IN THE PINK: 5K run for cancer relief proceeds despite flood

By Sabine Martin

On the rainy morning of Saturday, Oct. 1, over 900 people walked and ran to support breast cancer survivors and patients. After several course relocations due to flooding, the 10th Annual Pink Ribbon 5k proceeded with record breaking attendance.

Each cancer survivor that participated wore pink strands of beads during the race signifying how many years they have survived and beaten cancer.

“For the new survivors who have one strand of beads, they might see someone with 24 strands of beads, so that’s hope. For a new survivor, it’s like a sisterhood you didn’t even know you had” said Gabbi Dewitt, a Beyond Pink committee member.

Dewitt grew into the position of being one of the organizers of the Pink Ribbon Run starting at the water stations for the race.

“It’s so sweet the way it is. It’s a community race, you get to see people you know,” Dewitt said.

In 2015, 82 cancer survivors participated. This year’s Pink Ribbon Run exceeded their goal of 100 as 110 cancer survivors participated.

Stacy Glascock, one recent breast cancer survivor and participant, wore one strand of beads and walked with her husband Dan. She is a mother of two Cedar Falls students: Alex, a 10th grader, and Abby, who is in sixth grade.

Glascock has gone through a lot to before she was able to participate in this year’s Pink Ribbon Run. She was diagnosed in September of 2015 after a routine mammogram, and had a bilateral mastectomy shortly after. She then started chemotherapy, but experienced some  complications: first, a collapsed lung, then a blood clot and hemorrhaging. Emergency surgery was required to stop the bleeding.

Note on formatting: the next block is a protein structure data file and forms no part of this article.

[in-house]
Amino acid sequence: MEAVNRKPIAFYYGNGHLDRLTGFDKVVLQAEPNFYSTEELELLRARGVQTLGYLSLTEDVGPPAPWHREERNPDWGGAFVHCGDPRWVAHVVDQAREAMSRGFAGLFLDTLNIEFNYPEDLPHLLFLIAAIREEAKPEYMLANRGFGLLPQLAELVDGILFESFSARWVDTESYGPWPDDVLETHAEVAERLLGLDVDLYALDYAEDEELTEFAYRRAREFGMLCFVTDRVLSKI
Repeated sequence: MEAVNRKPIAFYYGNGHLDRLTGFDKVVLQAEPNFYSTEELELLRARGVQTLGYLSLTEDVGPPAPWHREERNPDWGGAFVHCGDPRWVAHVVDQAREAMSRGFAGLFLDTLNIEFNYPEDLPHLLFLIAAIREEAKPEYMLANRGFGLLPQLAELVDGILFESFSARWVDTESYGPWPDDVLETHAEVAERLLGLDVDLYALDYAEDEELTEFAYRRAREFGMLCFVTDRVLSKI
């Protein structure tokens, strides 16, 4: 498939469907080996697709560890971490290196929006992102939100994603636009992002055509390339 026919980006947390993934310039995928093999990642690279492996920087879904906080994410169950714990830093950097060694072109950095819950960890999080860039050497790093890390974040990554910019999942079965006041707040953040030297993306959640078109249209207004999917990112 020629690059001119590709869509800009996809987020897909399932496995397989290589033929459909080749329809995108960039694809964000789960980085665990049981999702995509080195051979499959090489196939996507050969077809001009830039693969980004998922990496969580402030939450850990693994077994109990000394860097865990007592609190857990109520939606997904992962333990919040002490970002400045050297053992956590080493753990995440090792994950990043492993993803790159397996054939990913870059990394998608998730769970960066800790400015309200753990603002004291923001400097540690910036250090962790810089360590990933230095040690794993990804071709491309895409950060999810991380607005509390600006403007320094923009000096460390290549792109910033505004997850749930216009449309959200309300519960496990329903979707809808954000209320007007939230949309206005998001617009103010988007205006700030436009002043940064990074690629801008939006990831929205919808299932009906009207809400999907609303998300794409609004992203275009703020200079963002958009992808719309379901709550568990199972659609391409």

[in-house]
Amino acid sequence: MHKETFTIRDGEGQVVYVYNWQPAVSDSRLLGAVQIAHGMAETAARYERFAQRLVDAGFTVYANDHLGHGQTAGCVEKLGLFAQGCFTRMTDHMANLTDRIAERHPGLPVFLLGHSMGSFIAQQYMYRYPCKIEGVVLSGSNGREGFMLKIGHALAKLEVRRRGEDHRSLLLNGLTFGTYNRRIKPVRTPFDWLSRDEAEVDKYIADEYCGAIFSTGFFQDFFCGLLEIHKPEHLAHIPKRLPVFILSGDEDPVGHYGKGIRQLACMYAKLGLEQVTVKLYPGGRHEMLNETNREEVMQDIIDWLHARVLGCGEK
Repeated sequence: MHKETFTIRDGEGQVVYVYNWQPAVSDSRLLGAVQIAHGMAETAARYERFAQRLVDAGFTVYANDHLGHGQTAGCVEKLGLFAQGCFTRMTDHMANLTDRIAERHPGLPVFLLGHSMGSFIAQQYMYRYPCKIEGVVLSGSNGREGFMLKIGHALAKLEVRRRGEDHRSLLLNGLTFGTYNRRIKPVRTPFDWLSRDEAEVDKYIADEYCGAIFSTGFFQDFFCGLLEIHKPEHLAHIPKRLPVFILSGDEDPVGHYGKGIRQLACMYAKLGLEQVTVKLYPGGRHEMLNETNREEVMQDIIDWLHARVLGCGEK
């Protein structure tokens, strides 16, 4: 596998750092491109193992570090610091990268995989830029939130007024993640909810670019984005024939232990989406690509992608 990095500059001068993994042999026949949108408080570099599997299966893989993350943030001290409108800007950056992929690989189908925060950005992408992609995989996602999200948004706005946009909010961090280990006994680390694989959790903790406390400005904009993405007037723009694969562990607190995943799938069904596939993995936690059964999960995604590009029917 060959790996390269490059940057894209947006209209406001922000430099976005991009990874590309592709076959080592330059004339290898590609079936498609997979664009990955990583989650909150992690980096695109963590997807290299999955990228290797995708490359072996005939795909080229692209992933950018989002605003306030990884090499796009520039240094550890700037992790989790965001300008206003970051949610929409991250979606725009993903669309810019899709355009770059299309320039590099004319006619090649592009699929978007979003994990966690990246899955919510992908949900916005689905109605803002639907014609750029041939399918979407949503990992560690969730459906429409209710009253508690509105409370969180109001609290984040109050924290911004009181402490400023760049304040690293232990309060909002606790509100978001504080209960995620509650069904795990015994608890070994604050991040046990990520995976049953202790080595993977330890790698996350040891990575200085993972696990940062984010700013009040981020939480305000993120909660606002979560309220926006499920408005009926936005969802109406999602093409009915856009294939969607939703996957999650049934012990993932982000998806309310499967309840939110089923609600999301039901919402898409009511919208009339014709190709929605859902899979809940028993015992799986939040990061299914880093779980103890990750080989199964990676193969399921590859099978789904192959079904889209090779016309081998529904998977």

After she was finished with chemotherapy, Glascock endured weeks of radiation therapy, amounting to 33 treatments total.

“The effects of the radiation were serious. The therapy burned her skin badly, causing it to peel off,” she said.

Glascock also had additional surgeries to eliminate any hormones that might make cancer grow. Though she has beaten cancer, Glascock now has to take a pill for the next 10 years to reduce the chance of cancer recurrence.

This was technically not Glascock’s first Pink Ribbon Run. In 2015, she went to cheer on friends as they raced.

“I was only a few weeks out from my double mastectomy and would not be walking in it.  I remember it was very chilly out and I was still in much pain. I was introduced to many women who had gone through cancer treatment, who encouraged and supported me there,” she said. “When it was time to take the picture of the ‘survivors,’ they asked me to join them, and I just couldn’t.  I stood there with tears welling up in my eyes because I didn’t feel I deserved to be in that picture.  I hadn’t really survived yet.”

The Pink Ribbon Run was created not only to celebrate survivors, but also to help current patients and future survivors. All of the proceeds go to the Beyond Pink TEAM Breast Cancer Coalition.

“It is to raise money for people who have extra costs that are associated with their cancer diagnosis like travel to doctor appointments, if they can’t work we help pay their rent, child care,” Dewitt said. “We try to help cover practical expenses that insurance can’t cover.”

As someone who has been through the trials and tribulations of breast cancer, Glascock said she appreciates that other women can get help from the proceeds of the Pink Ribbon Run event through the Beyond Pink TEAM. “It’s great knowing the community is so supportive of raising money to help people who are in need of financial assistance during their treatment,” she said.

For many women who have gone through breast cancer, finding a positive support system is important. “Since the statistics show that 1 in 8 women will develop breast cancer during their lifetime. It means that more and more of us are impacted by this horrible disease,” Glascock said.

For Glascock and the other 900 participants, the Pink Ribbon Run/Walk and the Beyond Pink TEAM represent a welcoming supportive community.

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